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History[]

The earliest known missionary work in Manitoba was done by Theodore Brandley who in company with Samuel Witmore, left Richfield, Utah, on 5 May 1884 to fill a mission. They were to preach to the Mennonites scattered in the northern United States and Manitoba, near what is now Winnipeg. There is no record of baptisms from their work. Brandley received an honorable release and returned home to Richfield on 22 October 1885.

The next missionary effort occurred on 29 November 1896 when President Charles O. Card of the Alberta Stake wrote to John Sherman, a Church member who migrated to Souris from Alberta. President Card asked Sherman if he should send missionaries. The response was positive and President Card called Neils Hansen to begin missionary work in Manitoba on 5 December 1896. On 23 January 1897, Hansen, along with missionaries William S. Baxter, J. G. Stuart, Alonzo G. Baker, Frank May, Alva M. Merkley, and Edward Leavitt prepared to depart for Brandon, Souris, and Winnipeg from Cardston, Alberta. Several converts migrated to Alberta to join the larger group of Saints.

On 20 July 1889, Manitoba was assigned to the Northern States Mission until 1 July 1919 when the Canadian Mission was organized and Manitoba was transferred to the new mission. The Manitoba conference was organized by 5 March 1901. In June 1906, the missionaries in Winnipeg began selling copies of the Book of Mormon. In August, when city officials insisted they pay a vendors license fee, the missionaries gave the books away, accepting any donations. A year later their efforts bore fruit, and five in the province were baptized. Many of the converts later moved to Latter-day Saint centers in other areas.

On 23 May 1909, the Winnipeg Sunday School was organized with 37 members. A year later a branch was organized in Winnipeg on 9 May 1910. A chapel was built and dedicated on 30 August 1914. When the branch was later reorganized on 26 March 1922, the first local member to serve as Winnipeg Branch President was Stanley N. Roberts.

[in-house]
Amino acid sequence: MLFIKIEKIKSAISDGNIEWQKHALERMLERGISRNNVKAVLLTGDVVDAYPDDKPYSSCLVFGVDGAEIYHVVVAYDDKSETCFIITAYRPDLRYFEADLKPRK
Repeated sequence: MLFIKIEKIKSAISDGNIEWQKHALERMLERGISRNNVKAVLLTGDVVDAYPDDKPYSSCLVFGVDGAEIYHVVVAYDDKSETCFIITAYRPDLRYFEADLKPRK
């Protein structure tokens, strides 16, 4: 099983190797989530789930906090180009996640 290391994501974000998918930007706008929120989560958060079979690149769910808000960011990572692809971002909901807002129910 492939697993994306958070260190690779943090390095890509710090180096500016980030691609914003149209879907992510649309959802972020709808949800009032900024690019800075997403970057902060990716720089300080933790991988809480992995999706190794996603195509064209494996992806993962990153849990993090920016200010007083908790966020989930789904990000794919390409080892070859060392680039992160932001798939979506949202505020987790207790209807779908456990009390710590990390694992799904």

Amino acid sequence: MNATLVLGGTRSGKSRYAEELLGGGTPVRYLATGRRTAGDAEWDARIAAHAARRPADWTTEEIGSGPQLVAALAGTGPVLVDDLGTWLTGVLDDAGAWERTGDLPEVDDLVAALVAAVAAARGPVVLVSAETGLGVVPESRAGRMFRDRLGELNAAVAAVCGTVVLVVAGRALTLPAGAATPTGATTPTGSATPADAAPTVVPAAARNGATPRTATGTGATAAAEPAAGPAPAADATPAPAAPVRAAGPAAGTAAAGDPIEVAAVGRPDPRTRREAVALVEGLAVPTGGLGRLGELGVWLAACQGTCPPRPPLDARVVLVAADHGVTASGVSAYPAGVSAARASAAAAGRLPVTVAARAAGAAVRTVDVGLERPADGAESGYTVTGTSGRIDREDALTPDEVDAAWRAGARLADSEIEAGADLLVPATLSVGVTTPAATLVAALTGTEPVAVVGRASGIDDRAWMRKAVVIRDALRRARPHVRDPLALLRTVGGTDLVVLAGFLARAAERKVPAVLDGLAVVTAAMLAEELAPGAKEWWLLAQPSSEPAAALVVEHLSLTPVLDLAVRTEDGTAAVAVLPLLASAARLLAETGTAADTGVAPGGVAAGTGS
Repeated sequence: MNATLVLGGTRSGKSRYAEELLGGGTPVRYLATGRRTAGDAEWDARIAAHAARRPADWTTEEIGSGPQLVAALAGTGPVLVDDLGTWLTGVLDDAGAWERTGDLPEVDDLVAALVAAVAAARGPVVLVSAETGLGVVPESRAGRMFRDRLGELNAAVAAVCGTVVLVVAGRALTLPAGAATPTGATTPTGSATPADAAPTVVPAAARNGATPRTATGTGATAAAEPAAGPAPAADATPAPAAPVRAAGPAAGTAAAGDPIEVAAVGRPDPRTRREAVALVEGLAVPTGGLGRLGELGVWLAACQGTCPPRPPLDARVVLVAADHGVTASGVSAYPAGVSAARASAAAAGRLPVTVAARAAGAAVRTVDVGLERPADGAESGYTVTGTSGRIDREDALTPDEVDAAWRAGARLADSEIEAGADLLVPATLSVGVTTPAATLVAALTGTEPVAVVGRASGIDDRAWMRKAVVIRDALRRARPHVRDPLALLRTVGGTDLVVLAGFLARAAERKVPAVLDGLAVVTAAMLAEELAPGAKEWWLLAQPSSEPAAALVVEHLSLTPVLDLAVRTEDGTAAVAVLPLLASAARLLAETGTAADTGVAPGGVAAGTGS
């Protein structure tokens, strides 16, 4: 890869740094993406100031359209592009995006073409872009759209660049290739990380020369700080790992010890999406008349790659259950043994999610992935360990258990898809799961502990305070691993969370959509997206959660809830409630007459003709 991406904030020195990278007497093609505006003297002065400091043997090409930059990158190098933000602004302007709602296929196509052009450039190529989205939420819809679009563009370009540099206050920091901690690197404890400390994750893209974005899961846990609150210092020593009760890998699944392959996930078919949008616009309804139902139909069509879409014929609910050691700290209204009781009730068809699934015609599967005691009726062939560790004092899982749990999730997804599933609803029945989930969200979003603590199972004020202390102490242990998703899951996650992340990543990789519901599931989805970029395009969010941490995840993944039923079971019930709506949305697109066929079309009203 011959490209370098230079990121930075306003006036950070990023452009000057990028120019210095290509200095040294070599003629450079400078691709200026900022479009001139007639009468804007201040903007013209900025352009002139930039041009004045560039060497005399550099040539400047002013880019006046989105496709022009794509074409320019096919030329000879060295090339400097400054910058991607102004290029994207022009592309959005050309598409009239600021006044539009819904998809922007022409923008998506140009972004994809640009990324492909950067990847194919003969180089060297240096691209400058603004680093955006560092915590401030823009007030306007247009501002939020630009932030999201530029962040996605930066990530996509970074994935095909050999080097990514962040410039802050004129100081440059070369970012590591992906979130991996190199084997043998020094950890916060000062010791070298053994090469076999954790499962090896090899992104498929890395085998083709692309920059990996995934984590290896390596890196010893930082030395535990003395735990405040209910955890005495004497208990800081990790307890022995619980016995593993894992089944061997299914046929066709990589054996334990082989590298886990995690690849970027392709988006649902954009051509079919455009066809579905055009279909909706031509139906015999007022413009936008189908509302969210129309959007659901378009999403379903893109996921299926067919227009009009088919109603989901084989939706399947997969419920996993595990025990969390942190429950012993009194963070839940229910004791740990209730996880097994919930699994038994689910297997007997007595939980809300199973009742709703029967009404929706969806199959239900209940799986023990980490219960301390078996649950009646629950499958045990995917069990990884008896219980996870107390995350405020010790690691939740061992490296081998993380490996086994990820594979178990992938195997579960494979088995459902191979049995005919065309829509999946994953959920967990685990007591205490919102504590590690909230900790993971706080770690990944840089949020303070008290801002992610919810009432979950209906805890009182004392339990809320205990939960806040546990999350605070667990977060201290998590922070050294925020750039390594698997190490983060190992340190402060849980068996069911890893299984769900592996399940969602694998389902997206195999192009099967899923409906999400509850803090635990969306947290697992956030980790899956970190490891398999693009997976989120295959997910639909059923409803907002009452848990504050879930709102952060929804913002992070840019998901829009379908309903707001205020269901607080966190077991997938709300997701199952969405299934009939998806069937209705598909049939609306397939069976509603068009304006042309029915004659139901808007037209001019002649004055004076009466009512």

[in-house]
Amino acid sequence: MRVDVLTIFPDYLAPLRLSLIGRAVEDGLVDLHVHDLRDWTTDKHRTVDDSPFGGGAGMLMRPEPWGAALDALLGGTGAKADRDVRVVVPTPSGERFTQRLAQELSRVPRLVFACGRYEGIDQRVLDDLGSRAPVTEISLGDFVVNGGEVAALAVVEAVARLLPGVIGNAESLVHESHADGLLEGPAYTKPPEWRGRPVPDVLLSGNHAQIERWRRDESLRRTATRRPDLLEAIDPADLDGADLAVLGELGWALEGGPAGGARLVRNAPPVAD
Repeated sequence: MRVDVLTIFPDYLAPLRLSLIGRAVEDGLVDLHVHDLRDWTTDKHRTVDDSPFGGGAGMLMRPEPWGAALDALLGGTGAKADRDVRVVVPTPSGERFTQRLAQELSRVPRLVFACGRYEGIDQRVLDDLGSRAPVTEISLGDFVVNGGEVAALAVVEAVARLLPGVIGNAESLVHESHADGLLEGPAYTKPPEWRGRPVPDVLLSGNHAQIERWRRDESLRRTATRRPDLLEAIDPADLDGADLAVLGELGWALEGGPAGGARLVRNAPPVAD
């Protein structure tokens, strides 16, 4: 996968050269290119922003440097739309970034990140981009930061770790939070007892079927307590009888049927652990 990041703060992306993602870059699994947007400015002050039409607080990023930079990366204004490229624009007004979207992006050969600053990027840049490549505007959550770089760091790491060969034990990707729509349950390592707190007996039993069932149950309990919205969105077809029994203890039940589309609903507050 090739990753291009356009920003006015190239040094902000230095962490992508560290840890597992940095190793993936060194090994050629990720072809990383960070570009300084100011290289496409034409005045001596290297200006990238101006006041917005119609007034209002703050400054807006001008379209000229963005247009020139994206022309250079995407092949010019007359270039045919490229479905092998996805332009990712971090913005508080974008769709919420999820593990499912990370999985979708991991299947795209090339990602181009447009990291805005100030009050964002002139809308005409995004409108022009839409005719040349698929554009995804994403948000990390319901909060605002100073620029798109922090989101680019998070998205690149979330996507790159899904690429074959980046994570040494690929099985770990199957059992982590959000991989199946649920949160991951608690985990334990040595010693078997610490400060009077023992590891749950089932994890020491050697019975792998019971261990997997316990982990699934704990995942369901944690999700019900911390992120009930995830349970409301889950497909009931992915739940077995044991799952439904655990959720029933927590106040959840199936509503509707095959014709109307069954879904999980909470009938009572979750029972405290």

Membership in the district in 1930 was 197, and included the Winnipeg Branch and the Bergland Branch. The branches had their chapel dedicated on 20 November 1925, the same day the branch was organized. The Brandon Branch was created on 3 July 1955, and a second branch in Winnipeg was created on 22 October 1961. Other branches were organized in Portage La Prairie, for U.S. Air Force personnel on 28 March 1954, Kenora by 24 March 1957, and Thompson on 5 January 1969.

On 20 March 1926, Elder Joseph Fielding Smith of the Quorum of the Twelve Apostles visited Winnipeg for two days, and two years later, on 15 June 1928, Elder David O. McKay of the Quorum of the Twelve Apostles also visited.

Winnipeg Stake[]

The Canada Winnipeg Mission was created on 1 March 1976 with about 4,200 members in four districts, including those in Saskatchewan and western Ontario. The Winnipeg Manitoba Stake was created 12 November 1978 by Elder L. Tom Perry of the Quorum of the Twelve. A new stake center was dedicated on November 1988, and stake membership reached 2,500.

At one of the largest gatherings ever in Manitoba on 4 August 1998, President Gordon B. Hinckley, accompanied by President Boyd K. Packer, acting president of the Quorum of the Twelve, spoke to about 1,500 members of the Winnipeg Stake and Fort Francis Ontario District.


Sources:[]

Andrew Jenson, Encyclopedic History of the Church, 1941; Andrew Jensen, Biographical Encyclopedia, 1971; Melvin S. Tagg, A History of the Mormon Church in Canada, 1963; Hal Pruden, Mormons in Manitoba, 1988; Anna Brandley Ostlund, My Father, Theodore Brandley, 1961; Northern States Mission, Manuscript history and historical reports; Alberta Canada Stake, Manuscript history and historical reports; North Central States Mission, Manuscript history and historical reports.

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